All posts tagged: Life skills

Week 43 Questions for Know Thyself 2019: Movies

Have you ever felt guilty for vegging out in front of a screen, even when you legitimately needed some time for rest and relaxation? Feeling guilty sucks the joy out of watching movies.

How can we as intellectuals and type-A’s bring the joy back into watching movies?  It’s an activity we will inevitably find ourselves doing as a part of social relationships with friends, family and coworkers.  Can we even make intellectual sense of the time we spend watching schlock, or slapstick, or even superhero movies?  Read on!

Week 20 Questions for Know Thyself 2019: Fear

(This post is part of a weekly series for Know Thyself 2019, a 365 day journal project. Start here!) This week’s journal topic: Fear You’ve undoubtedly received all kinds of contradictory information about fear.  As a child, nauseous with nerves before stepping onstage in the school play, you probably heard your parents or teacher tell you that “there’s nothing to fear but fear itself” (FDR, former American president). If you’re a child of the 80’s or 90’s, you might remember the brand No Fear, whose edgy (at the time) T-shirts mocked fear. Fear: False Evidence Appearing Real These quotes tell us that fear is some kind of illusion; moreover, it’s an illusion that loses its power when we laugh at it and clearly see the illusion.  Fear is like a rubber snake dropped into your lap.  It’s impossible not to react, but when you see that it’s rubber, it’s funny. What is fear? Fear is really made up of two aspects: physiological and emotional.  In an environment in which our bodies perceive fear, the body reacts …

A Cheerfulness Practice to Radically Improve Your Mindset and Get Rid of Ennui

Don’t let a chronic case of the Mondays bring down your entire life.   Have you ever felt that each week is more of the same?  You make it through Monday to Thursday.  Finally, it’s Friday! But suddenly it’s Monday again.  How did that happen? The weeks run like torturous deja vu. Or perhaps it feels like every day is worse than the last.  The same breakfast, the same commute, the same crabby coworker.  And even the weekends are starting to seem as bland as plain, congealed oatmeal. It’s not that things are bad.  The response to “How are you?” is  “Oh, I really can’t complain.”  How do we cope with this perpetual, mild dissatisfaction?  Nothing’s really wrong.  Or is it? This listlessness has a name: ennui (pronounced: On-We).  It’s an emotional state of overcast, the kind that threatens of rain for days on end, but fails to provide the relief of a downpour.  It just goes on being overcast.  After the overcast becomes “normal”, you occasionally find yourself nagged by memories of last summer, …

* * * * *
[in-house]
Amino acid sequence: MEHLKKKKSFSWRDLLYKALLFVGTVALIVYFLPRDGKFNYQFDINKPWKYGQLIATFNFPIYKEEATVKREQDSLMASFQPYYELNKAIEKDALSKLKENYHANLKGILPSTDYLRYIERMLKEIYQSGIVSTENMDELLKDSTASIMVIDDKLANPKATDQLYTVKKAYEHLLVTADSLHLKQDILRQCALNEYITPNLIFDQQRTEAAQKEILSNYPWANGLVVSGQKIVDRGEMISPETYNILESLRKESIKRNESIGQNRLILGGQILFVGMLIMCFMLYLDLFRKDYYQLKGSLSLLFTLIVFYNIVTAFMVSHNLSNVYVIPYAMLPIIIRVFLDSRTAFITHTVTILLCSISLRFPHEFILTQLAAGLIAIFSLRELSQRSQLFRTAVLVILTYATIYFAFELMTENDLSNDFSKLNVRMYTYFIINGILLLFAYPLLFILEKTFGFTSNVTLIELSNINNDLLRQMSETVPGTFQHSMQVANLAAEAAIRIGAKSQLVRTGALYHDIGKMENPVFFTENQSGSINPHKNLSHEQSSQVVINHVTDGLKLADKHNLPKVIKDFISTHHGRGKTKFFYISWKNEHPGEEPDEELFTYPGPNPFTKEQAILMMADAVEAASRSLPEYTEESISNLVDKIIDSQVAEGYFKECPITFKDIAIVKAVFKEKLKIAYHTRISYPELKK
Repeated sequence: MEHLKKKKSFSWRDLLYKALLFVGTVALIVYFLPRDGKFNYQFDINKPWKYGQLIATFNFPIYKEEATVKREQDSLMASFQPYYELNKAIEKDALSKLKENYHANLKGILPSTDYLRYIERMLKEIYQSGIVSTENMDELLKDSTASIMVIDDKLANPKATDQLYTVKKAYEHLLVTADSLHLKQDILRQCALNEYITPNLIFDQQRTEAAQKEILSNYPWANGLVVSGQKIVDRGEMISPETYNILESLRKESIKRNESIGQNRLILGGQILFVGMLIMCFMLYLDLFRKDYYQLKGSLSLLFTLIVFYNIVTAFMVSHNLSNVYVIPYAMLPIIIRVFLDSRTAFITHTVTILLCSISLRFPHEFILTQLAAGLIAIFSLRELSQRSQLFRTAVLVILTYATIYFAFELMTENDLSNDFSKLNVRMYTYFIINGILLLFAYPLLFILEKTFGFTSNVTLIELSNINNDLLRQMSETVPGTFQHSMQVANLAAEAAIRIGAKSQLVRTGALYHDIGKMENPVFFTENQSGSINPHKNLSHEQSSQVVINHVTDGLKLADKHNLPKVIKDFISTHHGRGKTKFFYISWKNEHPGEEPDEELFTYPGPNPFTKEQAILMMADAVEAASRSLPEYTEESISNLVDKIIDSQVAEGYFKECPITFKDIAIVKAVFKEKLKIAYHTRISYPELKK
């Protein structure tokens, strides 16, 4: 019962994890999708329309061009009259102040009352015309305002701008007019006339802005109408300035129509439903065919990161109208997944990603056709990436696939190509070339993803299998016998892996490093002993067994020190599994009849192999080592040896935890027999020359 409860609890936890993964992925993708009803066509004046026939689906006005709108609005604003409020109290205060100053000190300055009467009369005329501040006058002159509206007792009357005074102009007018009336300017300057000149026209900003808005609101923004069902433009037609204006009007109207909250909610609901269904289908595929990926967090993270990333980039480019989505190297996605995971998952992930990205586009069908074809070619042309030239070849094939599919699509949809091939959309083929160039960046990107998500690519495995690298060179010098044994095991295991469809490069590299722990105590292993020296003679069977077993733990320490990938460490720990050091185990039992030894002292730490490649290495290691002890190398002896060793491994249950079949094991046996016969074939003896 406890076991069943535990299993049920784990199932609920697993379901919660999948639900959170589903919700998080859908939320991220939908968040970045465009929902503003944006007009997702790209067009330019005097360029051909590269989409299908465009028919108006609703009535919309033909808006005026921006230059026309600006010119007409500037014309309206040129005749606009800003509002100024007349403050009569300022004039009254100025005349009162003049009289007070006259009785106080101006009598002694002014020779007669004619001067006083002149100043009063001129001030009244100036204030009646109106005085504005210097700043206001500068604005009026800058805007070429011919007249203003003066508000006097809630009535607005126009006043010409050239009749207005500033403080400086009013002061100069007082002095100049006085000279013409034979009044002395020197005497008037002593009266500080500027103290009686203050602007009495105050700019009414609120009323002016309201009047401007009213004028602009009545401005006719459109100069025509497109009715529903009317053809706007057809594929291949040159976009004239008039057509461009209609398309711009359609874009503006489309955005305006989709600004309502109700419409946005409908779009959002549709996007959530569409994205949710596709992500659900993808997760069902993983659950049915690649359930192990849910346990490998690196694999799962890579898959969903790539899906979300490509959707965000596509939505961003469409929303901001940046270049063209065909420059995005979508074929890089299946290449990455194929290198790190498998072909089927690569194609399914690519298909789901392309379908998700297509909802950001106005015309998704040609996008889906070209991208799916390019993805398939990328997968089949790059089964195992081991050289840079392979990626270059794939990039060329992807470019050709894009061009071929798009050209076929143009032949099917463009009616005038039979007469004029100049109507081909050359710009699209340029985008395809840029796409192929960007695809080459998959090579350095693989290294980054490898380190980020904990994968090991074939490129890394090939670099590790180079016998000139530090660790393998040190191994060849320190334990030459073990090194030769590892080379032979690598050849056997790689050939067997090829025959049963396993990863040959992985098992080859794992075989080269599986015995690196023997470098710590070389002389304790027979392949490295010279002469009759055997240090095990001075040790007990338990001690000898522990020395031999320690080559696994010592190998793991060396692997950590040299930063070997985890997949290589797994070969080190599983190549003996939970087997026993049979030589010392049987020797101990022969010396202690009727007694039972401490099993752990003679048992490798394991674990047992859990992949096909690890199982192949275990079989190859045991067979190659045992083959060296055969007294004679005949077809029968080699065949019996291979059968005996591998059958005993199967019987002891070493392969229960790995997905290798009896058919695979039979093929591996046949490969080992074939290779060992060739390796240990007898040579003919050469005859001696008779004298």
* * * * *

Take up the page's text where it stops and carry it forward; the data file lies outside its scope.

Willpower and Winter Fitness

How much willpower does it take to stay fit during cold winter months?  Worried or shamed about skipping/shortening workouts?  Plus, reframe and re-up your winter workout!     During the summer months, it’s relatively easy to fit in fitness.  Sunny, warm weather invites us to take a walk, hike, ride, or swim, whereas freezing temperatures encourage holing up indoors. We’re dressed in hoodies and sweatpants but are loathe to get off the couch. How can we maintain or increase our fitness when all we want to do is hibernate? The answer is to find balance in three features of any fitness regime:  consistency, duration, and intensity. Duration: Increasing the duration of the activity will require your body to adapt and grow.  Choose fun activities that keep you active for longer periods of time, such as skiing, snowshoeing, indoor cardio, yoga, or swimming. Perhaps you’re working out less often, but the change still forces the body to adapt and grow! Intensity:  If you experience diminished energy or desire to participate in activities, try decreasing the duration of the activity while increasing the intensity.  For …

Think you’re justified? Read this.

This is a two part post, carrying on with the recent epistemological theme! The goal of part one is to understand what justification is and where it comes from.  Part one will also outline the importance of being able to understand and give reasons you give for your beliefs. Part two will be an analysis of why you don’t really have any justification (and might not even care!). What exactly is justification?  Before we go ahead doubting it, let’s see what it is and what it can do for you! What is Justification? Let’s say your talking with a friend and she says, “Trump won’t win the next election – I know it!”  You ask, “Why do you believe that?” What you’re asking IS NOT: what are the brain’s biological functions that led to your thoughts (in other words, the causal explanation of how the belief came to be) the exact date when she came up with that belief (as in, I have the belief because I did not have the belief before April 12, …